• WWE Network OIBDA margin of ~33%
  • Digital Media OIBDA margin of ~30%
  • Digital Media revenue equivalent to ~67% of media ads & sponsors revenue.
  • Home Entertainment OIBDA margin of ~13%. Revenues less than $2 million, beginning 2019.

For “Base case” alternate timeline, the key assumptions were:

  • Traditional PPV generates ~$44 million in incremental annual OIBDA, 2013 to 2020
  • Internet PPV generates ~$4 million in incremental annual OIBDA, 2014 to 2020.
  • Home Entertainment OIBDA at a rate of ~1.5x of actual timeline, beginning 2015.

For “Bear case” alternate timeline, the key assumptions were:

  • PPV and internet PPV sales and profitability decline over time, consistent with worldwide Google search trends, resulting in $63 million less (-14%) lower OIBDA from pay-per-view.
  • Same Home Entertainment assumption as “Base case”.

Below are revenue and OIBDA estimates tables for the three relevant scenarios: “actual”, “base alternate”, and “bear alternate”.

You’ll notice I didn’t deal with the benefits of ad revenue or the value of user data, mentioned earlier, in these models. WWE’s filings don’t give us much clue on how to calculate those values. I tend to believe those factors’ accretive OIBDA is relatively low on the scale of the calculations made here, but maybe it makes the difference of a few million in OIBDA.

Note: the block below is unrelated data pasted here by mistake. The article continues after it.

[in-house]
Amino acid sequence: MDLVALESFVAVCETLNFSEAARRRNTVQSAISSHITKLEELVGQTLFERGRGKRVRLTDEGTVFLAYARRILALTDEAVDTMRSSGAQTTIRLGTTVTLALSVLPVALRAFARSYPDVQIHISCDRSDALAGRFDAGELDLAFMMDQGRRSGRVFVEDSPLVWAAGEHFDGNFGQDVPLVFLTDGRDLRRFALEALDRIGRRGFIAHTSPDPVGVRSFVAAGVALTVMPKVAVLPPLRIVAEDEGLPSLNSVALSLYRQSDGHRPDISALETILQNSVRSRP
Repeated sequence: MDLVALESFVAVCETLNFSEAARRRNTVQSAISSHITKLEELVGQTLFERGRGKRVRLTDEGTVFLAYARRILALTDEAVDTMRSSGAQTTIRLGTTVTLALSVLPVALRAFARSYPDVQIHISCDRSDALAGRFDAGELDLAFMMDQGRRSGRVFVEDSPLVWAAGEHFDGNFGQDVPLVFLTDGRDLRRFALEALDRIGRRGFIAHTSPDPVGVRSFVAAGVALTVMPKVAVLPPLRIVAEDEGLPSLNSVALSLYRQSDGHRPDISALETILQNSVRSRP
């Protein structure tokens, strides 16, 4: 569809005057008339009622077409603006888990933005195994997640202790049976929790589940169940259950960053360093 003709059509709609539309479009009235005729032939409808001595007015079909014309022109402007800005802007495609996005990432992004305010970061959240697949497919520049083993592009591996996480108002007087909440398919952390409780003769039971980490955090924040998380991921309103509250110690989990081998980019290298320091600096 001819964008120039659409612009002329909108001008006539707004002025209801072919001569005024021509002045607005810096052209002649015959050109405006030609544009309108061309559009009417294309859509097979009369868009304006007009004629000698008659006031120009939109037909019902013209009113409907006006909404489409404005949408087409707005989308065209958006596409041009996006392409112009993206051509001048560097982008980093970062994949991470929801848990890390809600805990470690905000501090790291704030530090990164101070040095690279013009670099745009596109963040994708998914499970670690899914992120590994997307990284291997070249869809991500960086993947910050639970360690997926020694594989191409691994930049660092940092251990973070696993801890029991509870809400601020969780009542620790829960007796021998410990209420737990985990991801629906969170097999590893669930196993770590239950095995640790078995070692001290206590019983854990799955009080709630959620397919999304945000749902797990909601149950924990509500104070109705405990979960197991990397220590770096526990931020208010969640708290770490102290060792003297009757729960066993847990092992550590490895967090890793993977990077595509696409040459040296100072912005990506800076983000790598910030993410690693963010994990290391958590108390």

If we accept the “bear case” conclusion that the WWE Network added about $42 million in OIBDA for the company, that would mean the WWE Network meant, at best, a 5% increase in OIBDA over the entire Network era. WWE generated about $915 million in total company OIBDA in the years from 2011 to 2020.

In this generous “bear case”, the Network provides a small incremental increase in profitability, but not the kind of “transformational” change that was hyped at the product’s launch.

So why didn’t things turn out better?

The $9.99 price point was too low, possibly because WWE executives misunderstood the product’s place in media In pricing the Network, WWE placed itself nearer to scripted entertainment pricing than sports. In hindsight, $15 or $20 monthly would’ve been more appropriate.

At the time of the Network’s launch as well as today, sports leagues charge their fans higher prices for access to out-of-market games. That’s especially evident if you average the annual cost only over the months in which the league operates its regular season, as shown in the “Standard price point” chart above. 

Per month of its regular season, MLB charged $18 in 2014. The NFL went as high as $60, and higher today. Yet in its domestic market WWE in 2014 and until it transfers rights to NBCU in 2021, charged subscribers just $10 monthly — more along the lines of the monthly fee for services like Netflix or Hulu.

So why did WWE price its service at $10, more like a scripted entertainment service and less like a sports streaming service?

Since Vince McMahon took control of the company in the 1980s, he’s worked hard to move his wrestling product toward being seen as “show business”, entertainment rather than sport. I think one of the core impediments for WWE growing its consumer revenues is McMahon’s unwillingness to embrace his product for the simulated sport that it is. Usually, that flaw only manifests in onscreen creative. McMahon is normally an effective corporate leader, eager to bet on new media like cable TV, pay-per-view, social media, or streaming. But in this case, his philosophy of imagining WWE “not as sport but as family-oriented sports entertainment” may have been a detriment to corporate strategy, too.